Opera News Review: Così fan tutte

_MG_892220170713160027Megan Marino (Despina) and Tamara Gura (Dorabella) in Central City Opera’s production of Così fan tutte
Photography by Amanda Tipton

Così fan tutte
Central City Opera

GIVEN THE SMALL DIMENSIONS of its Opera House stage (not to mention the 550-seat capacity auditorium), Central City Opera made a logical choice in mounting Mozart’s intimately scaled Così fan tutte (seen July 19). Shockingly, the work has not been offered by the company in almost twenty years. Stage director Stephen Barlow relied on the considerable skills of his principal cast of six, offering lively direction that blessedly kept the silliness mostly in check. He even inserted a rare touch of humanity with an unexpected semi-sad ending. The production likewise began with a surprise. As the curtain went up, the audience may have been puzzled by the setting: an old-fashioned three-tier college classroom, led by black-robed Professor Don Alfonso (Patrick Carfizzi) concluding an anatomy lesson, complete with human skeleton. The sub-title of the opera is, after all, “The School for Lovers,” and Barlow took it from there. Our amorous quartet was first seen toting textbooks and flirting and consorting, as students do. That school days theme would return again during Act II’s drawing class, which concluded with the lovely young artists parading across the stage, proudly showing us their sketches. Though designer Andrew D. Edwards’ imposing lecture hall was cleverly utilized (lots of running up and down stairs), its size posed a potential problem when the scene changed—but Edwards and director Barlow cleverly took advantage of the stage’s full-size turntable, which could swivel around to reveal an interior or an exterior (complete with hanging ivy for the garden scene). This provided tricky challenges for a lighting designer, but David Martin Jacques once again was up to the task. As costume designer, Edwards also had great fun with the updated setting, dressing the cast in late-Victorian-era American styles. Naturally, the half-baked, minimally mustachioed Albanian disguises fooled no one in the audience—just the lovelorn sisters. But then, this third and final Mozart-Da Ponte collaboration never intended to stray as close to real life as its two predecessors. This was all carried out in good humor, though at the end, Barlow touchingly revealed the hurt feelings and sense of betrayal resulting from Alfonso’s prank. As the curtain fell, the director left Dorabella (Tamara Gura) sobbing as she sat alone, while everyone else celebrated her sister’s wedding. It made for an interesting denouement.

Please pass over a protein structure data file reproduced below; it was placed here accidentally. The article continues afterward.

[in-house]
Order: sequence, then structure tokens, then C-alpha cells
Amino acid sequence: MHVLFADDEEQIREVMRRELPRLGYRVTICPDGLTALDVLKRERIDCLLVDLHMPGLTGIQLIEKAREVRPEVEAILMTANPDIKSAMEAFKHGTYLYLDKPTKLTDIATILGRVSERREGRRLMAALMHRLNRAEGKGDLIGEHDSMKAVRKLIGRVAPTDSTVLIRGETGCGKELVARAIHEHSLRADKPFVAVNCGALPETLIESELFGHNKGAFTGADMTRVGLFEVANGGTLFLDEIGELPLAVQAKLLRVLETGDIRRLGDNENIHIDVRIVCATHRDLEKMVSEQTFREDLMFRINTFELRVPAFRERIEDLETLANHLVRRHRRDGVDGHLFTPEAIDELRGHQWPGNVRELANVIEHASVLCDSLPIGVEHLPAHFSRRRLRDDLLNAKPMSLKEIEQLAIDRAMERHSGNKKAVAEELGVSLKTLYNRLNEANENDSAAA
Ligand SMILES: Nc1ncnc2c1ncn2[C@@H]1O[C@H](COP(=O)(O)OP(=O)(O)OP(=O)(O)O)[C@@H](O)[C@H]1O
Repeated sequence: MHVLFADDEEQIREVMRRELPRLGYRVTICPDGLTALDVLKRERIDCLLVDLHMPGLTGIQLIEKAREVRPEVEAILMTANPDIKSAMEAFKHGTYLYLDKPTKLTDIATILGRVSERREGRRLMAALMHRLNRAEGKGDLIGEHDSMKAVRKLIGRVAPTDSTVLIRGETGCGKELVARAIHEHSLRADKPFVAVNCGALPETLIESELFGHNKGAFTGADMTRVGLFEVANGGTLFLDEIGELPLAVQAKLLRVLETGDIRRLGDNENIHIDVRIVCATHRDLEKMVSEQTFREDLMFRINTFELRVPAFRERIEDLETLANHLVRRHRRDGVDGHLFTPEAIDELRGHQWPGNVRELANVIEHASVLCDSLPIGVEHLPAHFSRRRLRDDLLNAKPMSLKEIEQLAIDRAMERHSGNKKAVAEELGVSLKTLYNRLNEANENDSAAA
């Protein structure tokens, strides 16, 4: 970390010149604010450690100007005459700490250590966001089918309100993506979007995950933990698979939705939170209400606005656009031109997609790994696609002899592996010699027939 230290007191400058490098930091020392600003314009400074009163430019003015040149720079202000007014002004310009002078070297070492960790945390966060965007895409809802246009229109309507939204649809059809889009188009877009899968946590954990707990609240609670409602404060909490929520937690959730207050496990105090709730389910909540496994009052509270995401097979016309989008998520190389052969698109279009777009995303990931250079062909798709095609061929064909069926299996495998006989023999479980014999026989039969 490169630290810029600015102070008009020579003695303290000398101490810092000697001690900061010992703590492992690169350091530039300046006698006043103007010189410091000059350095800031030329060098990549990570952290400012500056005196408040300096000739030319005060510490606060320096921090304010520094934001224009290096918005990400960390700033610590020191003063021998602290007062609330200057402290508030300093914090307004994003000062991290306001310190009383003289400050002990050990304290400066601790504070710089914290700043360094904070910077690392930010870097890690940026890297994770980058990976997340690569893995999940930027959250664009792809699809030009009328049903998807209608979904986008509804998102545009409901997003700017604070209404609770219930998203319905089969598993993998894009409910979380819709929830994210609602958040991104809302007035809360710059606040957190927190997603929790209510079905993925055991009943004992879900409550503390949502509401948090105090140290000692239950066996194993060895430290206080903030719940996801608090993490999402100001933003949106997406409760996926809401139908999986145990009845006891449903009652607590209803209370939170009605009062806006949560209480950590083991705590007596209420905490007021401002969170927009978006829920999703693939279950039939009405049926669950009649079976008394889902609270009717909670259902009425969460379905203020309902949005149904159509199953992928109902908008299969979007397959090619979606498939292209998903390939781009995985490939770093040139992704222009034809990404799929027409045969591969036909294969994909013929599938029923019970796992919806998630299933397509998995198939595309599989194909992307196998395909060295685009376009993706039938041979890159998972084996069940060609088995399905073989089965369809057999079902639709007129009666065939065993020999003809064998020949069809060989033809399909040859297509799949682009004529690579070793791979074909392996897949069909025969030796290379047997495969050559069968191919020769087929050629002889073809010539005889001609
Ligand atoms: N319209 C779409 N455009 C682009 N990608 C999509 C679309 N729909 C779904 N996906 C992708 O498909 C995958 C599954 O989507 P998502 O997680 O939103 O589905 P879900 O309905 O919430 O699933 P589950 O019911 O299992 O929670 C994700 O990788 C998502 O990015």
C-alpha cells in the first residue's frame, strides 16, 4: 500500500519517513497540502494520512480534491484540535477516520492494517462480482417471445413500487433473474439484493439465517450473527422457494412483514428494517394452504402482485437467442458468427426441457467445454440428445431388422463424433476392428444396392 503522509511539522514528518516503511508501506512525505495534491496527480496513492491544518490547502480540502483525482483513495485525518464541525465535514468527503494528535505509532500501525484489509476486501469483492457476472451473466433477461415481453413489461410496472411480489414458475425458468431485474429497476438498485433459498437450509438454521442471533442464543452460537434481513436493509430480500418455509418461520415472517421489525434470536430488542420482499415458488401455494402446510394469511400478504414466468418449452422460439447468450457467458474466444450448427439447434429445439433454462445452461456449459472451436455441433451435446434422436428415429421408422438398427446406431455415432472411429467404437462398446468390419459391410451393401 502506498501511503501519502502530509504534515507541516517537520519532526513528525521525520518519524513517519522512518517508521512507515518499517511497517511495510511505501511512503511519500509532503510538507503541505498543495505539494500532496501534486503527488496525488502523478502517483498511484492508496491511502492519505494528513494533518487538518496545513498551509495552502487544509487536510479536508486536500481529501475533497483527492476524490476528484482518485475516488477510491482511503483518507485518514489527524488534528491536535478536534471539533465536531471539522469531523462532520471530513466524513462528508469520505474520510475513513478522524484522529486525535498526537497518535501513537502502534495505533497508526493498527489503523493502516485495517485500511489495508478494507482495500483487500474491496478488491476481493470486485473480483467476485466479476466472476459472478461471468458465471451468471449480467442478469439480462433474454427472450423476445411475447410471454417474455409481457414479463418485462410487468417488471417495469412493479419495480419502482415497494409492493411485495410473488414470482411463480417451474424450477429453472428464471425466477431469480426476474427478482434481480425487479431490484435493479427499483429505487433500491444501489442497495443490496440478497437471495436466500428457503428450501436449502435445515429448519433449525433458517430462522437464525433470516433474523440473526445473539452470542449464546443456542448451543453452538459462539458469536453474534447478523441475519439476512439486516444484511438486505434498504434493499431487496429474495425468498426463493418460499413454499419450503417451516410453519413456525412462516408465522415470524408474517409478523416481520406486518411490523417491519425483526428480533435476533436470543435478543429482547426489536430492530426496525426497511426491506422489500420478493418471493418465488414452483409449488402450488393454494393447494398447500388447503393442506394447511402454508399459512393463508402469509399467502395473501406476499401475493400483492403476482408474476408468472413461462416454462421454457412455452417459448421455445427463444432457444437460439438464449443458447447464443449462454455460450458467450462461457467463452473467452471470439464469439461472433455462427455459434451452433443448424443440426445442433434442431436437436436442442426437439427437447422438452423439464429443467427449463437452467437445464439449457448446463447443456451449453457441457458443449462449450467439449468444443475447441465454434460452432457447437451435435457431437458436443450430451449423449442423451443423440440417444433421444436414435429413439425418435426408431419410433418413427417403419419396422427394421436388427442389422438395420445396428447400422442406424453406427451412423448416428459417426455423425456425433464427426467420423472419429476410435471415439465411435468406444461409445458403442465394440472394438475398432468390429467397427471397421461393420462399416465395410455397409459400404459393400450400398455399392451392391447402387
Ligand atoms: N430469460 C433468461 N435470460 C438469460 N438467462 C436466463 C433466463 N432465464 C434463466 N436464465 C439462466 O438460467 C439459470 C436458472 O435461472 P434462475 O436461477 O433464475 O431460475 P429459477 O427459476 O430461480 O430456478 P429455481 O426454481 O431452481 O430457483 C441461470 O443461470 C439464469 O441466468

This was, nonetheless, a cheerful, occasionally funny production. One way of measuring the comedic success of any Così is the ability of Despina to steal the show. And here, Megan Marino came through, in her company debut. Her frame is small, but her voice is big and flexible, her comic timing faultless—she was the ideal soubrette, playfully delivering “In uomini, in soldati” and endlessly rolling her eyes. Barlow allowed her to go over the top when called for, and Marino never missed a step, drawing audience guffaws as the harsh-voiced justice-of-the-peace. As her partner-in-crime, Alfonso, Carfizzi proved to be an ideal ring master. Carfizzi was everywhere, nimbly setting up the bet and singing with authority when he wasn’t silently observing the goings-on from the darkness of stage left. Meanwhile, the four lovers fretted and flirted and fussed with bright abandon, making a well-balanced quartet. As Fiordiligi, Hailey Clark triumphed in “Come scoglio” and “Per pietà,” displaying little trouble with the former’s leaps and bounds, while acquiring a warm, floating soprano and effortless trills in the latter. Gura’s Dorabella, too, made the most of her solo turns, notably in an anguished but controlled “Smanie implacabili.” As Ferrando, Matthew Plenk overcame a few weak spots in “Un’aura amorosa,” finally revealing a warm, secure tenor in “Ah lo veggio.” David Adam Moore, like Plenk making his company debut, sang with assurance as Guglielmo, his baritone easily reaching every corner of the Opera House, colored with full effect in “Donne mie, la fate a tanti.” The cast blended impeccably in those dreamy ensembles. Company music director John Baril kept the pace brisk, providing a sympathetic accompaniment from his fine pit orchestra (recitatives were accompanied on piano).
—Marc Shulgold, Opera News

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